The versatile perilla leaf mixes with bourbon in this cocktail recipe. The result? A smashing success. —INGRAIN, Summer 2019
RECIPE / Ken Hunnemeder
When my wife, Debbie, introduced me to the perilla leaf, the first thing I wondered was How would it work in a cocktail? Since she’s also a big bourbon fan, that’s where I started.
Often incorrectly labeled as “sesame leaves,” kkaennip or perilla leaves are not related to the sesame plant (perilla is in the mint family). They are also often mistaken for Japanese shiso leaves; the latter have a stronger minty flavor and are smaller than the flatter and larger perilla leaves. Whichever name is used, the leaves have a unique flavor, with notes of licorice and mint and wafts of cinnamon.
Koreans use raw perilla leaves as a wrap for meats or toss them in salads; stir-fried leaves are often marinated and served as a banchan. Look around and you’ll see more and more of the leaves on the menus of non-Korean restaurants and even at cocktail bars. Our local claims to fame: Chicago chef Stephanie Izard of Girl & the Goat serves a dish with mussels in a marinated perilla vinaigrette.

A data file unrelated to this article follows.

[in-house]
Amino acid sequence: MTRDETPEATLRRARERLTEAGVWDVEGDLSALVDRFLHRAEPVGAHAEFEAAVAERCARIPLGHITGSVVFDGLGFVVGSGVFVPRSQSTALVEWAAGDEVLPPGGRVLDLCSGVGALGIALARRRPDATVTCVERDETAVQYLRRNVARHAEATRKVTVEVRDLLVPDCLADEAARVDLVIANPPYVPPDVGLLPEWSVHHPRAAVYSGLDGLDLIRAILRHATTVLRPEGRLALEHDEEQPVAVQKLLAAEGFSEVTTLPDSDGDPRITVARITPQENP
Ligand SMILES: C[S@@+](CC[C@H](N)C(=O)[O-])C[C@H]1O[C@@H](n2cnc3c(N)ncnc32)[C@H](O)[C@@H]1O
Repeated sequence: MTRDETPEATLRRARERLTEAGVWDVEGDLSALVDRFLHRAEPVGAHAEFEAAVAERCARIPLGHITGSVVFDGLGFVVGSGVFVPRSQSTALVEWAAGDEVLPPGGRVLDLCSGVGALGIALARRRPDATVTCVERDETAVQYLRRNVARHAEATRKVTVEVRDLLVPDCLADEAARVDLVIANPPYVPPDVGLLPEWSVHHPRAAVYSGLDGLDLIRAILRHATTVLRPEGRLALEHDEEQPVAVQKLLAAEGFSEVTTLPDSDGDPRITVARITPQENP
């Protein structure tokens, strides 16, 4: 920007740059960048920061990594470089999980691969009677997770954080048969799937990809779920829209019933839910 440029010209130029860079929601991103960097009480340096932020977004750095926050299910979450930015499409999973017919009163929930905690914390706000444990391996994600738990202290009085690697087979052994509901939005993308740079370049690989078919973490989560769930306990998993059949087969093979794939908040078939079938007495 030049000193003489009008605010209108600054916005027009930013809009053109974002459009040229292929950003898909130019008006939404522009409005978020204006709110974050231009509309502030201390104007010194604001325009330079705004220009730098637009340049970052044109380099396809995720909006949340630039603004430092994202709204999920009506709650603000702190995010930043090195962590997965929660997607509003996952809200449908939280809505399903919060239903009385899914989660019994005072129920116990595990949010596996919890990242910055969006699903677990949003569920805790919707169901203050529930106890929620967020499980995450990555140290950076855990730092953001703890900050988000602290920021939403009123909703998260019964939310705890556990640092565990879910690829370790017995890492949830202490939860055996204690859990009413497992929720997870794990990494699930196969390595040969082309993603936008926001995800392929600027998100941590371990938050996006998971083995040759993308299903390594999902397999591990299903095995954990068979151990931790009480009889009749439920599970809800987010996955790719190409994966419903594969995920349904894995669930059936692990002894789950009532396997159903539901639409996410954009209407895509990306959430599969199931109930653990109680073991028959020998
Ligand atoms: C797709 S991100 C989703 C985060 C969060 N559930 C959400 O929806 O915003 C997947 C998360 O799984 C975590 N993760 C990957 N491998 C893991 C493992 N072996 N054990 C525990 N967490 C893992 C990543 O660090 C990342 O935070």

We’ve also seen the leaves appear in the Vietnamese-inspired dishes at HaiSous (eggplant confit with perilla leaves and crushed peanuts) and in cocktails (tequila, perilla, pinot grigio, shochu, lemon juice) at Izakaya.
Makes 1 cocktail
2 ounces bourbon
½ ounce simple syrup (equal parts sugar + water)
½ ounce freshly squeezed lemon juice
1 egg white
4 perilla leaves
2 ounces 312 Dry-Hopped (Goose Island)
COMBINE 2 ounces bourbon + ½ ounce simple syrup + ½ ounce freshly squeezed lemon juice + 1 egg white + 4 perilla leaves in an ice-filled cocktail shaker.
Vigorously (like you mean it) for 10 seconds or longer.
POUR 2 ounces 312 Dry-Hopped into a rocks glass and strain shaker ingredients into glass. Serve immediately.